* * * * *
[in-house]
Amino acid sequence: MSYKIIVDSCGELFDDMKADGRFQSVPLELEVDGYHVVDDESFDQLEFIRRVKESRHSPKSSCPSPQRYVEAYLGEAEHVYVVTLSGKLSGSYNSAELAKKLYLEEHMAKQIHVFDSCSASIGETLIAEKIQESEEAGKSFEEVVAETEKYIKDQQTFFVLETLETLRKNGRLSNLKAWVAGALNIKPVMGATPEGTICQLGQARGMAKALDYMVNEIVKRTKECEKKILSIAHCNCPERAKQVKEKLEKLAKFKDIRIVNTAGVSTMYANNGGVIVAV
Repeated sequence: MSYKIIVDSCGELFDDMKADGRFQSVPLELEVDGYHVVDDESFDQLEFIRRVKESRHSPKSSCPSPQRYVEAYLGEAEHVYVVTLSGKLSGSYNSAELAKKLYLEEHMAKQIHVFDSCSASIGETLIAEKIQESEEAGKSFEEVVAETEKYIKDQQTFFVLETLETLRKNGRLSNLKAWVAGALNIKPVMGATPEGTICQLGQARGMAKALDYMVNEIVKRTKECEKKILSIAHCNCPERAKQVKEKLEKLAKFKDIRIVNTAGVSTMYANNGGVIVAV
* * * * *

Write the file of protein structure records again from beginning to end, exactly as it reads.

[in-house]
Amino acid sequence: MSYKIIVDSCGELFDDMKADGRFQSVPLELEVDGYHVVDDESFDQLEFIRRVKESRHSPKSSCPSPQRYVEAYLGEAEHVYVVTLSGKLSGSYNSAELAKKLYLEEHMAKQIHVFDSCSASIGETLIAEKIQESEEAGKSFEEVVAETEKYIKDQQTFFVLETLETLRKNGRLSNLKAWVAGALNIKPVMGATPEGTICQLGQARGMAKALDYMVNEIVKRTKECEKKILSIAHCNCPERAKQVKEKLEKLAKFKDIRIVNTAGVSTMYANNGGVIVAV
Repeated sequence: MSYKIIVDSCGELFDDMKADGRFQSVPLELEVDGYHVVDDESFDQLEFIRRVKESRHSPKSSCPSPQRYVEAYLGEAEHVYVVTLSGKLSGSYNSAELAKKLYLEEHMAKQIHVFDSCSASIGETLIAEKIQESEEAGKSFEEVVAETEKYIKDQQTFFVLETLETLRKNGRLSNLKAWVAGALNIKPVMGATPEGTICQLGQARGMAKALDYMVNEIVKRTKECEKKILSIAHCNCPERAKQVKEKLEKLAKFKDIRIVNTAGVSTMYANNGGVIVAV